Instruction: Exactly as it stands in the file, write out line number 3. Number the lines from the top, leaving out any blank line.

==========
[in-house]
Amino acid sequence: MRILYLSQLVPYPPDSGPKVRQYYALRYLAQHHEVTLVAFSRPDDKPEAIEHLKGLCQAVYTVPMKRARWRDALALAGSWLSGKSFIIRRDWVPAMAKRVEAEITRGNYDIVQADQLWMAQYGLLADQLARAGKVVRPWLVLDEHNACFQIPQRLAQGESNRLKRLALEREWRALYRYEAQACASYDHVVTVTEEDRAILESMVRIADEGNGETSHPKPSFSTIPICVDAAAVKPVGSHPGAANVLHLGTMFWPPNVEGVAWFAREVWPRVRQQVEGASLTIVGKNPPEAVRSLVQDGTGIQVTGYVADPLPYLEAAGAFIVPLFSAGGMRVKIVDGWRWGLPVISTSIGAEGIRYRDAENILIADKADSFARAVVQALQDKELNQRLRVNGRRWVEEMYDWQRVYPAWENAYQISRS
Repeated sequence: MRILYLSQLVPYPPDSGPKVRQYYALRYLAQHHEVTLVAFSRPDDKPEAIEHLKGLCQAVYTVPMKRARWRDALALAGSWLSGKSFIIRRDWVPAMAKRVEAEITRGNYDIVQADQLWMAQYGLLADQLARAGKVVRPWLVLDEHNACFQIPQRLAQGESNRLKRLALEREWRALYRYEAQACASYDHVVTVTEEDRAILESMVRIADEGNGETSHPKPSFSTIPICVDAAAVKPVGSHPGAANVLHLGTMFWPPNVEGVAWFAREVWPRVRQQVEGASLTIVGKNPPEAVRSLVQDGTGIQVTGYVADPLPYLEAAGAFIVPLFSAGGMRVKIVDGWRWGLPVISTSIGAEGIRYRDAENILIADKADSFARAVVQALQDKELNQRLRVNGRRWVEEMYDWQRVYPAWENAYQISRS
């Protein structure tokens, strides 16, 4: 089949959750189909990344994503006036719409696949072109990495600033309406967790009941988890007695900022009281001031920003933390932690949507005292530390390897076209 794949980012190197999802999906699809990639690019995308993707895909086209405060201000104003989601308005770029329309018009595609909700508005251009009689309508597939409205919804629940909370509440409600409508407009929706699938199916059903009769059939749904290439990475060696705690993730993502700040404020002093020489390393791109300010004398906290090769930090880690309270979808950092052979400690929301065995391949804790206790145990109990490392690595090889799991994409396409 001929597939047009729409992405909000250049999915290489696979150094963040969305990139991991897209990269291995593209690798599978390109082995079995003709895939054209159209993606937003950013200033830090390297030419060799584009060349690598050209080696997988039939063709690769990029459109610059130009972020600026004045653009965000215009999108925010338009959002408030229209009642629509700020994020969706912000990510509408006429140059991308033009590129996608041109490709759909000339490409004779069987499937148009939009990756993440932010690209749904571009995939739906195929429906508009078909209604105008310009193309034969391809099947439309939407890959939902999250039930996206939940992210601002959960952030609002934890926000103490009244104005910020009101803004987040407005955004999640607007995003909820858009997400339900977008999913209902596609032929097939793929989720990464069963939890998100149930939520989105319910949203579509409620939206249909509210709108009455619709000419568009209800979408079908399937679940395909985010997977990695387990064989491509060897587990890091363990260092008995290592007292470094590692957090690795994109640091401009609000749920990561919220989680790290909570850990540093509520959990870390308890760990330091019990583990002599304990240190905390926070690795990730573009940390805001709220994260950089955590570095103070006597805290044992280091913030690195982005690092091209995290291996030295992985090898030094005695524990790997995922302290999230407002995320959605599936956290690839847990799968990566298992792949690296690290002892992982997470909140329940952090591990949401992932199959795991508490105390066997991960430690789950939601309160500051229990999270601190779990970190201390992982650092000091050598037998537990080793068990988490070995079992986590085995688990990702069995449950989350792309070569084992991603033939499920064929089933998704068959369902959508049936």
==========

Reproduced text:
Repeated sequence: MRILYLSQLVPYPPDSGPKVRQYYALRYLAQHHEVTLVAFSRPDDKPEAIEHLKGLCQAVYTVPMKRARWRDALALAGSWLSGKSFIIRRDWVPAMAKRVEAEITRGNYDIVQADQLWMAQYGLLADQLARAGKVVRPWLVLDEHNACFQIPQRLAQGESNRLKRLALEREWRALYRYEAQACASYDHVVTVTEEDRAILESMVRIADEGNGETSHPKPSFSTIPICVDAAAVKPVGSHPGAANVLHLGTMFWPPNVEGVAWFAREVWPRVRQQVEGASLTIVGKNPPEAVRSLVQDGTGIQVTGYVADPLPYLEAAGAFIVPLFSAGGMRVKIVDGWRWGLPVISTSIGAEGIRYRDAENILIADKADSFARAVVQALQDKELNQRLRVNGRRWVEEMYDWQRVYPAWENAYQISRS